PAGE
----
Anderson is absolutely immune for the alleged wrongs in the complaint. Her motion to dismiss is
Harris County’s Motion to Dismiss
Harris County’s motion to dismiss is granted because, as a matter of law, Texas counties are
not liable for a district attorney’s actions carried out in the course of enforcing state law. “Texas law
makes clear . . . that when acting in the prosecutorial capacity to enforce state penal law, a district
attorney is an agent of the state, not of the county in which the criminal case happens to be
prosecuted.” Esteves v. Brock, 106 F.3d 674, 678 (5th Cir. 1997). The result is that “the actions of
a Texas district attorney within the scope of [her] prosecutorial function during a criminal
proceeding do not constitute official policy for which a county can be held liable.” Id.; see also
George v. Harris Cty., Tex., No. CIV.A. H-10-3235, 2012 WL 2744332, at *16 (S.D. Tex. July 9,
2012) (“Consequently, the Fifth Circuit said, counties cannot be held liable for the actions of a
district attorney engaged in a criminal prosecution.” (quoting Davis v. TDCJ, Civ. A. No. 5:08-cv166, 2009 WL 2601443, at *6 (E.D.Tex. Aug.20, 2009)). All of the Bellamys’ allegations stem from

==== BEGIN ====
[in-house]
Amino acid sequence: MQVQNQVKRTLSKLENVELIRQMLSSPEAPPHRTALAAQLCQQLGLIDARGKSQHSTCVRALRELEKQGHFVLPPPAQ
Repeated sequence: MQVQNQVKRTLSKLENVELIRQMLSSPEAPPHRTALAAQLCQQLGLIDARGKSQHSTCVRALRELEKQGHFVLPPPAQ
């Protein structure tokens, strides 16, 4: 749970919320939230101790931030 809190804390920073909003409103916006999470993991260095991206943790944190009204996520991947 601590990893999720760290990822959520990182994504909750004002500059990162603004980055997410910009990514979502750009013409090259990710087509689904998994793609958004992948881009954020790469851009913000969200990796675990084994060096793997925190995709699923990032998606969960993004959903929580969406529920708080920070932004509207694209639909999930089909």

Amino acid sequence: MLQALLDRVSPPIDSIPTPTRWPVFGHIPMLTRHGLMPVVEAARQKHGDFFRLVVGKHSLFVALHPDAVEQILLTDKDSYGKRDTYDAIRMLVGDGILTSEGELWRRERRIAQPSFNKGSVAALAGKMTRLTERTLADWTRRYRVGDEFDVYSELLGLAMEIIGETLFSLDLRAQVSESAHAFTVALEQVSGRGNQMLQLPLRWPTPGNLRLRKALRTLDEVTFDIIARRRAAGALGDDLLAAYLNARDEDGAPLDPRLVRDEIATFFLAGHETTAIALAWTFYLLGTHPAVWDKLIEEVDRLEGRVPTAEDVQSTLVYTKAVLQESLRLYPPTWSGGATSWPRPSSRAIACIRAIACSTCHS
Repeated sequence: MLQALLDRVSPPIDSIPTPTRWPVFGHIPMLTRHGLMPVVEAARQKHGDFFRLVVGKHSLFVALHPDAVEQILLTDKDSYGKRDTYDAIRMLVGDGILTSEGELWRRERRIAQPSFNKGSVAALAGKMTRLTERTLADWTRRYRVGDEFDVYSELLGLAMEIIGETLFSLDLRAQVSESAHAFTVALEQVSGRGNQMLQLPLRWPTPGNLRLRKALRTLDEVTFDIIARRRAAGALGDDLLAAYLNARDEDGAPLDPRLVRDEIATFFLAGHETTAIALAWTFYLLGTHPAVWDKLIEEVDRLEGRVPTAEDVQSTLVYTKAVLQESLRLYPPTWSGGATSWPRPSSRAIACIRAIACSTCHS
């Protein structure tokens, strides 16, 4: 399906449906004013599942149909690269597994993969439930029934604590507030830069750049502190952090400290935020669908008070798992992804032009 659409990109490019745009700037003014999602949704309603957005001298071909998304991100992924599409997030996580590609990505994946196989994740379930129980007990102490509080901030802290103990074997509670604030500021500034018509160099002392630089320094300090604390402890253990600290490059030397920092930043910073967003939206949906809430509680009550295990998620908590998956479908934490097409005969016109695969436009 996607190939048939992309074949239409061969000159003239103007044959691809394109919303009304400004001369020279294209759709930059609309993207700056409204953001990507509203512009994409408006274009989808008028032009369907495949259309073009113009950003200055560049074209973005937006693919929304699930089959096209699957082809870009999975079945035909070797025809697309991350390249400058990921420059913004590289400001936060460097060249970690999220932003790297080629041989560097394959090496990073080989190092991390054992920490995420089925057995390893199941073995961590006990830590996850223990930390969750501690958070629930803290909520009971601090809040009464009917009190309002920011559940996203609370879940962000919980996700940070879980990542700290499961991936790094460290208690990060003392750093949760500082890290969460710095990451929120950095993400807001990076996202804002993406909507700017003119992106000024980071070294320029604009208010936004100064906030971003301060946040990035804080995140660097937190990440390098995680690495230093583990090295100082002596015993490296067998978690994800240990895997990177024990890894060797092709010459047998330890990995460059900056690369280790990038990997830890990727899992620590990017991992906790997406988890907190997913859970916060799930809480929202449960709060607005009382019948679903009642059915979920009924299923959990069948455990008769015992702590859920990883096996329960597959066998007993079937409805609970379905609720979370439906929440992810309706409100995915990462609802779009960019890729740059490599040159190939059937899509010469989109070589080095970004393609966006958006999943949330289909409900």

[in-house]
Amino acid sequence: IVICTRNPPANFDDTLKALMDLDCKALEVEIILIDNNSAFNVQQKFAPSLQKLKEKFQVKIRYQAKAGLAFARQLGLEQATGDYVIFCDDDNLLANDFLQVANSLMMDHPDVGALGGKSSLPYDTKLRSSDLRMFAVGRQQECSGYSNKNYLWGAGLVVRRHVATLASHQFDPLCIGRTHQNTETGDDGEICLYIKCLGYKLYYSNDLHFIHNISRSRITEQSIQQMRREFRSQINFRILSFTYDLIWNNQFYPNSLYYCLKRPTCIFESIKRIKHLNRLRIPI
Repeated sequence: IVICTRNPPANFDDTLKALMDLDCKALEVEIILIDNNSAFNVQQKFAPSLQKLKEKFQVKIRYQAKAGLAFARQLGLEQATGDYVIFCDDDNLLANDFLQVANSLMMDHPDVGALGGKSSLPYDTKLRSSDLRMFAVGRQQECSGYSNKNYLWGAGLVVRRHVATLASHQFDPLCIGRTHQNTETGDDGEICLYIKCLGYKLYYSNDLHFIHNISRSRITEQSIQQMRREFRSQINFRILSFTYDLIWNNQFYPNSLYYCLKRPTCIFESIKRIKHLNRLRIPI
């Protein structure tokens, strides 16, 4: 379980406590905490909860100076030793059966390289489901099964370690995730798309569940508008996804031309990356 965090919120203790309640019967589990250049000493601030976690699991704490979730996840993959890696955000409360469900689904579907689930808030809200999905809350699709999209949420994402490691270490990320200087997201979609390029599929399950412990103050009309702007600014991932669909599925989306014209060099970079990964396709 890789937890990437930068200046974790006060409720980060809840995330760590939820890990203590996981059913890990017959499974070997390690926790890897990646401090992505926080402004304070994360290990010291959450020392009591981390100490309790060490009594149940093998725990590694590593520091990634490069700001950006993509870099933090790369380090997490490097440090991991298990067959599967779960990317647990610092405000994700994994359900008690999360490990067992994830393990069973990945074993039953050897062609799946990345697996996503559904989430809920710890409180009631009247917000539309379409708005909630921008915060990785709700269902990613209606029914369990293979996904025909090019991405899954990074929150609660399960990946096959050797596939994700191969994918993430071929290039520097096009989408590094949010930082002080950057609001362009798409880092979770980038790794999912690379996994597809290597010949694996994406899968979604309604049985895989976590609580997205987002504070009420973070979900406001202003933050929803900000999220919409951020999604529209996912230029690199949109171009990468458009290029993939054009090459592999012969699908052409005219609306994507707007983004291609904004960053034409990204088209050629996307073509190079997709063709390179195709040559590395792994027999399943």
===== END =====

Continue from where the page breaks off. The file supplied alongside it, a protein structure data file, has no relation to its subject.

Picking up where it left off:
the District Attorney’s office’s treatment of Mr. Bellamy, actions that occurred in the course of the
office’s performance of state law-enforcement duties. Taking the alleged facts as true, as a matter
of law, the Bellamys have failed to state a claim on which relief can be granted against Harris
For the reasons explained in this opinion, the motions to dismiss, (Docket Entries No. 2, 16),
are granted. The dismissal is with prejudice and without leave to amend because amendment would
be futile. The district attorney’s alleged actions are protected by absolute immunity because they
are prosecutorial decisions made in Mr. Bellamy’s case. The County is not an appropriate defendant
in a case challenging the District Attorney’s actions in enforcing state criminal law.
SIGNED on May 15, 2017, at Houston, Texas.
Lee H. Rosenthal
Chief United States District Judge